by Father Louis J. Cameli
Reviewed by Eileen Quinn Knight, PhD
In reviewing the book, “The Devil You Don’t Know: Recognizing and Resisting Evil in Everyday Life”, it is a compassionately written study on a phenomena that has caused sufficient amount of angst in the past. The Devil You Don't Know: Recognizing and Resisting Evil in Everyday Lifep rovides us with knowledge, thought and concern about our understanding of this issue. The purpose of this book as the author states is to “appreciate the reality of the daily struggle with the one who would subvert their journey to God; to recognize the daily devil that they did not know”.
As always, Fr. Cameli is cognizant of his readers. He has divided the book into chapters with four major themes: deception, division, diversion and discouragement. Each of the chapters is divided into scenarios that are easily identified in the reader’s life.
With deception, we see the devil offering us false promises, a glut of information that is tangled in false translations, a sense of communication that is not based in truth and easy remedies for what ails us. Those easy remedies look like consumerism and gluttony. The communication is not filtered appropriately so that we will still have Christ as our core. The false promises look like an offer of the devil to do less than we should to keep Christ in a close embrace. “If you spend less time on prayer and more time on your something else, it will be better” the evil one taunts us. Christ offers us hope and confidence to do this differently.
With division, we see the devil tempting us to subtly choose his way. It often happens when someone offers us a partial truth in what they want to accomplish and only by truly discerning the issue can we say no to this divisiveness. Sometimes this takes the form of gossiping about another so that we feel more confident and secure in our own pursuits. Sometimes this takes the form of choosing a structure or a procedure for doing something that neglects the gifts or abilities of others in the structure.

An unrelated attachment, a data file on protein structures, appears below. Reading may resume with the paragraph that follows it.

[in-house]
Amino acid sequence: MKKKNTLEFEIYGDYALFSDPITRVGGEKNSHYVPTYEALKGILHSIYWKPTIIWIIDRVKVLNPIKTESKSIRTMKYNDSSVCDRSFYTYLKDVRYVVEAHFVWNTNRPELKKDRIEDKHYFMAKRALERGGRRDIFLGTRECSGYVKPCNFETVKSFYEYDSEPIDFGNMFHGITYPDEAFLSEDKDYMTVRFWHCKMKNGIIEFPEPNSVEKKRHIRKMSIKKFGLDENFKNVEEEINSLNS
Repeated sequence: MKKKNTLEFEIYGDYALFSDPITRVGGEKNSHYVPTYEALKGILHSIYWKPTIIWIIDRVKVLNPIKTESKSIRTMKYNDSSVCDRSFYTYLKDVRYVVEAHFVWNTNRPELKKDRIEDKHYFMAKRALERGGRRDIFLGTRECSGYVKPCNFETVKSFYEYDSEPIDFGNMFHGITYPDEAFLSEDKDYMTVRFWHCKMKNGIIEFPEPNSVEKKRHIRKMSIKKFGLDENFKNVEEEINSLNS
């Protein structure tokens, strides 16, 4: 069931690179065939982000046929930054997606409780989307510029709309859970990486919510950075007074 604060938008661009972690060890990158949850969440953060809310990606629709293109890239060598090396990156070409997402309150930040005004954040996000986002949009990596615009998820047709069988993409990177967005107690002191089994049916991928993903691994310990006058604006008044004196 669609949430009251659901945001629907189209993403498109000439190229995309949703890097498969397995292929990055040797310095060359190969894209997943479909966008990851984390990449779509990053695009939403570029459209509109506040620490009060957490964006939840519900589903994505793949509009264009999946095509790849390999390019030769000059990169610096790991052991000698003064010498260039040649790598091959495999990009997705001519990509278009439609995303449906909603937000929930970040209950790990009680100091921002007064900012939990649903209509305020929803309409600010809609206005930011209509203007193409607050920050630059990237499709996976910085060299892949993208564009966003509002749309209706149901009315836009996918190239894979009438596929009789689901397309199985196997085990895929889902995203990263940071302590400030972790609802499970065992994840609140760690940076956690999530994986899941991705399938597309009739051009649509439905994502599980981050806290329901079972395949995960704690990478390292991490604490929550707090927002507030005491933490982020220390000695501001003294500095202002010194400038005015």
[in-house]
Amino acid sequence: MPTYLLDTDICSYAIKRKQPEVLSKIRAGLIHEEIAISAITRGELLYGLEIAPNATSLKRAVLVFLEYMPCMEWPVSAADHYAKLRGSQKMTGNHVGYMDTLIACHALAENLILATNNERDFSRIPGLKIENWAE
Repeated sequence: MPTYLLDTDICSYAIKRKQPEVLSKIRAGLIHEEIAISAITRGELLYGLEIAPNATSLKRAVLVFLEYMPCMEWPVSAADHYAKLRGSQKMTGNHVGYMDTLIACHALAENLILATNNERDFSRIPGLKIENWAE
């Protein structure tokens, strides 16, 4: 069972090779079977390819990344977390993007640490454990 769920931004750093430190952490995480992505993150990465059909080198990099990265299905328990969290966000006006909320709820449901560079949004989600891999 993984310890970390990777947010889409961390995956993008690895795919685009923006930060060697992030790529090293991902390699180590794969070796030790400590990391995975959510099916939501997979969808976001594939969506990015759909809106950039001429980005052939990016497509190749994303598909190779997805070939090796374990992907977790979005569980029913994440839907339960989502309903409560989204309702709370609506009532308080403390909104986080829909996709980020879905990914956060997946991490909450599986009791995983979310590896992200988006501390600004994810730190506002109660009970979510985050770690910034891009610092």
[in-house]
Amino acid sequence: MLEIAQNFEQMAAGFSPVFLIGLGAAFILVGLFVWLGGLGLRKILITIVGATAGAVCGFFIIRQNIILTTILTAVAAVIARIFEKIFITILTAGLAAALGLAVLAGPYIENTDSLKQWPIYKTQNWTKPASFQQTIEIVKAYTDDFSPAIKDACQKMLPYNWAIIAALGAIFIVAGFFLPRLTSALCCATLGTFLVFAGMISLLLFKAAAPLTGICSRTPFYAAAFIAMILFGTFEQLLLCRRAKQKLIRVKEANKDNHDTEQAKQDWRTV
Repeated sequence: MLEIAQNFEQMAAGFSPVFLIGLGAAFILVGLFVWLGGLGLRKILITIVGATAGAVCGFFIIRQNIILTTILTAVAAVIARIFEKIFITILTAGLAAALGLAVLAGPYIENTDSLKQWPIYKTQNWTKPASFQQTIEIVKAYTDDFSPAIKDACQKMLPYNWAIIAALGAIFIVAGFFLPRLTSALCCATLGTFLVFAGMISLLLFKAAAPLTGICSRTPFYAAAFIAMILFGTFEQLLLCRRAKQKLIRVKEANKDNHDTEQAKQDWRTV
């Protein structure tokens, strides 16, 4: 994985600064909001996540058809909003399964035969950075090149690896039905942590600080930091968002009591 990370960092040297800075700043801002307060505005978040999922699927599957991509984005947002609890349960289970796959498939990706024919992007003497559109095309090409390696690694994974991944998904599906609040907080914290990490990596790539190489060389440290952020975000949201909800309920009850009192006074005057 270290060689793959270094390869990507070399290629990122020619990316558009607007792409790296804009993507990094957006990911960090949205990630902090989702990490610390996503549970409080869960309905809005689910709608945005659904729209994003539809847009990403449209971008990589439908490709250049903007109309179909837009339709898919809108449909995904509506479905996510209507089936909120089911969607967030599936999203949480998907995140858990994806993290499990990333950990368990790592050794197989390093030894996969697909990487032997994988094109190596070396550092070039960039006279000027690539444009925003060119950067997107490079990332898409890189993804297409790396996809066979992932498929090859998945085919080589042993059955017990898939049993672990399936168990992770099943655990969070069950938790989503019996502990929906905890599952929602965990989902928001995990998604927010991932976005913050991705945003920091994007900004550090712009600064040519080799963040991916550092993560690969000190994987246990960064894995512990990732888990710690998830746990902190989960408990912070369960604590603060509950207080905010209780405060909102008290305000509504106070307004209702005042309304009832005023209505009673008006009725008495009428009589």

With diversion, we see the devil tempts us with a more glamorous rendition than one with Christ embedded in it. It could be reaching for more in an act of consumption. It could be wanting a different relationship when Christ is calling us to responsibility and faithfulness It could be moving away from someone that truly needs our assistance. It could be wanting or pursuing a job that takes us away from who Christ is in our lives. It could be a University professor not getting the papers graded for students but reading a novel instead!
With Discouragement, the devil tempts us to want a perfect life. According to the author, we need to “expect struggles and discouragement, we need to expect the presence of the evil one to exploit our discouragement and we need to hold onto our confidence”. When one belongs to a group that should start with a prayer and it is not taking place one could lose one’s confidence in praying. If we keep Christ in a tight embrace this will not take over our lives. We see our lives crowded with acts of violence and meanness and our response needs to be hope and encouragement to others.
These are just some of the deep and thoughtful understandings of the evil one in our midst. The author has much more to say in a way that does not fill us with angst or discouragement but ways that we can utilize the gifts God has given us again and again. I would recommend this book as one that is practical and readable that will move us toward a deeper relationship with the Holy Spirit.